How many of you remember the Y2K scare or 9/11? It's hard to imagine some adults weren't here for either. How about looking back 50 years? Who remembers watching Neil Armstrong on a black-and-white TV screen as he took "a giant leap for mankind"? I do.
In 1968 I lived in Lawrenceville, N.J., where every day I walked from our rented two-story Colonial, carrying my books in my arms (no backpacks then) to high school. It was during that happy time after nuclear-blast drills and before active-shooter drills. I usually wore a mini-skirt or jumper I had created with my Singer sewing machine, using the skills I'd learned in Home Economics.
Although I was not one to break too many rules, the day they took 1969 yearbook photos, I photobombed as many clubs as possible. I did enjoy Folk Singing even if I never actually joined the club. Fifty years later, there is my smiling face among the members of that club, plus Gymnastics and Equestrian club photos. Sorry, Equestrians, yours was the one club I would have liked to join.
Future Farmers of America? Nope, I didn't even bother photobombing it. My 18-year-old self never pictured being a farmer. No, back then, I wanted to be a social worker or maybe a teacher; even though an aptitude test recommended physical therapist. I loved horses (then and now) but never thought that would morph into a desire to raise cattle.
I still see my classmates as teenagers. As I compare the 1969 yearbook photos with the elderly "now" pictures some have posted on our online reunion page, it's hard to recognize anyone through 50 years of wrinkles and sags. Faces may be hard to place, but I do remember the 1969 Homecoming game (where we lost 69 to 0 – I kid you not). I remember when the flamingos my sister put on our lawn disappeared, taken by who-knows. I remember my prom date trying to pin on my corsage without being too handsy. It all seems like yesterday.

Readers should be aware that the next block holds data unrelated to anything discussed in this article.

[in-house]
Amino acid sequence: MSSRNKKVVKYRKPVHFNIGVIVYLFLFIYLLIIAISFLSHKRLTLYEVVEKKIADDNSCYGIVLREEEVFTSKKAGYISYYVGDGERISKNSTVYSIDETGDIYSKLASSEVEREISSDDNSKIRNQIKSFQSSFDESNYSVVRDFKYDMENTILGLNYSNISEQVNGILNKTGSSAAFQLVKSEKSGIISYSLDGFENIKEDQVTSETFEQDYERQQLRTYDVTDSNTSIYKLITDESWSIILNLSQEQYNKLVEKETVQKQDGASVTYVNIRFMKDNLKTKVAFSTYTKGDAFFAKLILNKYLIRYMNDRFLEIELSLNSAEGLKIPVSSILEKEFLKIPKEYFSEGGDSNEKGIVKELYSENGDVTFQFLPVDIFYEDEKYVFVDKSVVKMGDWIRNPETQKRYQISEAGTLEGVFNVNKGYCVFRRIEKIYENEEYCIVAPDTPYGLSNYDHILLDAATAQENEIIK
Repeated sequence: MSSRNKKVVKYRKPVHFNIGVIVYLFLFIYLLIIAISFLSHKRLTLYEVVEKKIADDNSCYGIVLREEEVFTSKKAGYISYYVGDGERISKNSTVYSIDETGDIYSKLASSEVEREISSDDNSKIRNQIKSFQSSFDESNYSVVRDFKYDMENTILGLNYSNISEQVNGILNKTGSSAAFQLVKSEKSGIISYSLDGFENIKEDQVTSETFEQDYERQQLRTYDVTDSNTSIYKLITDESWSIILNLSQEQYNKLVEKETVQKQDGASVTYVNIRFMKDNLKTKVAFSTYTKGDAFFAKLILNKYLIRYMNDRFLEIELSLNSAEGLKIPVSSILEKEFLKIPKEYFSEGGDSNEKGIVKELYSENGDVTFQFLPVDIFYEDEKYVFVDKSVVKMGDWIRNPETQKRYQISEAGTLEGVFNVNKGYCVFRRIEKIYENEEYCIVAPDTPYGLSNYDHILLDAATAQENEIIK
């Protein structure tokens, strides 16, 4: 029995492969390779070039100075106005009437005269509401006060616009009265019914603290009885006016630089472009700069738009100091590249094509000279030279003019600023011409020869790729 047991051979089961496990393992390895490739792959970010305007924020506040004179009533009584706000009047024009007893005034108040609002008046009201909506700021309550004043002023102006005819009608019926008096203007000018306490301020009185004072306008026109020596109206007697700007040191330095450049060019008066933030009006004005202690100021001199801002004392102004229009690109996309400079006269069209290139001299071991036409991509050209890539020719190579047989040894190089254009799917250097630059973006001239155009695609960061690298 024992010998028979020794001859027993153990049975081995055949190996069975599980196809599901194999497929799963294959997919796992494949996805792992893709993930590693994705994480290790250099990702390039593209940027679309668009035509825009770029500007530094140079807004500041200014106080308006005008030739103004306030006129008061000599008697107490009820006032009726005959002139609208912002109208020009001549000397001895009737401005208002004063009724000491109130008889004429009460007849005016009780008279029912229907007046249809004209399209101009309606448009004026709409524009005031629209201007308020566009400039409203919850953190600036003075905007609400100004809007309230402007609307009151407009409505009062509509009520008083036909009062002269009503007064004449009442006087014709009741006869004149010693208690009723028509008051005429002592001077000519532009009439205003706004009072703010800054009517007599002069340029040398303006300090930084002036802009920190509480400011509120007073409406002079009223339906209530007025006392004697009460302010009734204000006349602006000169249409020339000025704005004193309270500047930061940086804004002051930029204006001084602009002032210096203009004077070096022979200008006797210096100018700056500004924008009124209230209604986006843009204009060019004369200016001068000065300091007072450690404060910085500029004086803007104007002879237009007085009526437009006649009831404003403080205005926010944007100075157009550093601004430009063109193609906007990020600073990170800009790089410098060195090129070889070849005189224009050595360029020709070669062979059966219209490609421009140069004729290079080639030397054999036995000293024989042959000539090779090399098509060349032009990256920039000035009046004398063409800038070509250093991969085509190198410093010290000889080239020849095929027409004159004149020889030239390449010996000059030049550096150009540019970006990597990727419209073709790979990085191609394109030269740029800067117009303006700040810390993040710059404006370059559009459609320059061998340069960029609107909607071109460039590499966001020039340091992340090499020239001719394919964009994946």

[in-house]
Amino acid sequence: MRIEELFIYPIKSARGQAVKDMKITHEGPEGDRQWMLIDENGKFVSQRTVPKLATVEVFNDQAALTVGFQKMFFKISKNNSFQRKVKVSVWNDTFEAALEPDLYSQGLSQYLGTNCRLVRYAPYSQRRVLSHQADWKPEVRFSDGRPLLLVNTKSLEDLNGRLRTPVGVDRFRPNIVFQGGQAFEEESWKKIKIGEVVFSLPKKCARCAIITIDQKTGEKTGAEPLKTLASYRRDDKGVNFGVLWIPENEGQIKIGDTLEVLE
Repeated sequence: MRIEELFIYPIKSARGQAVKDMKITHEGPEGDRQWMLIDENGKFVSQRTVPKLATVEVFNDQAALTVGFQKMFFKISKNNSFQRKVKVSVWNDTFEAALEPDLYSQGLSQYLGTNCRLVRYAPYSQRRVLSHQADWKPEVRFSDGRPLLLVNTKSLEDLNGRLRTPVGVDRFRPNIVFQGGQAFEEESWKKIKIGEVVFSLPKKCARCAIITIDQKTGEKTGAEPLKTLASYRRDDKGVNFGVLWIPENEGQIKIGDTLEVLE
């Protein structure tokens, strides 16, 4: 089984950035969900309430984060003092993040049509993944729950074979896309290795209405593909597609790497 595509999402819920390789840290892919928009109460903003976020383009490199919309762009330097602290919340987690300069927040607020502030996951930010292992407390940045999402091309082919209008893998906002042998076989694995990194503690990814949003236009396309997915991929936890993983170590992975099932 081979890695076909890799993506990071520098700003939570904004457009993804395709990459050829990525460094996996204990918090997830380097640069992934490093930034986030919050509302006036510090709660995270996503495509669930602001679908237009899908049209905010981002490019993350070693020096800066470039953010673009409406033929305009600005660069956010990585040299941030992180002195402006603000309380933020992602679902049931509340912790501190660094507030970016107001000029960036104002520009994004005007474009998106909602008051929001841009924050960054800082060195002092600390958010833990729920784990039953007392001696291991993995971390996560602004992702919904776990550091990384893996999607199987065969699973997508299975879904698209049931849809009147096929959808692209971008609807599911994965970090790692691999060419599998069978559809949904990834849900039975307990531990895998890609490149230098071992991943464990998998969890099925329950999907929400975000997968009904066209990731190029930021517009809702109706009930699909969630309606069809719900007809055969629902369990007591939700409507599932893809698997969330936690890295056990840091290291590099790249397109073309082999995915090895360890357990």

How can memories help a 67-year-old farmer? One memory of a classmate did. Rick was my boyfriend for a just few months in 1968, but when I left for summer camp in Colorado, he wrote me daily – sweet letters that I still have. You could say "our song" was "See You in September." That's when I dumped him. (I had my reasons.)
On the strength of those old letters, I messaged him on Facebook, asking if he's the guy I knew in Lawrence High. Three days later, he wrote, "Yes, this is that guy, and are you the girl who broke my heart?"
After some messaging, then phone conversations, I discovered not only that Rick was a retired newspaper editor living in New Jersey who had published two books and hundreds of monthly columns about raising his three daughters.
Writing isn't hard for me – editing is. An editor can catch redundancies, contradictions in logic, and jumps in chronology. My husband-editor Bruce was getting tired of reading my work, and I needed a critic, not a spouse, to keep my wandering prose from doing exactly that - wandering.
Rick is now my paid farm-story editor. I send him this weekly column and other bits requiring editing. Each week he tears into my writing (he may still be a little angry), sometimes causing me to shout at the wall or cry into my ice cream. After each tantrum, I either accept or revise his changes and you, dear reader, get to enjoy a better-structured piece.
Thanks to social media, it's easy to reconnect with old friends. But, in most cases, after the basic catching-up is done, there's nothing more to say, and the friendship goes back into hibernation. But Rick and I have been collaborating for a year. A relationship that had been mostly based on teen hormones has been replaced by a shared enthusiasm for writing. Even though I dumped him in '68, half a century later, he has become my "Mr. Write."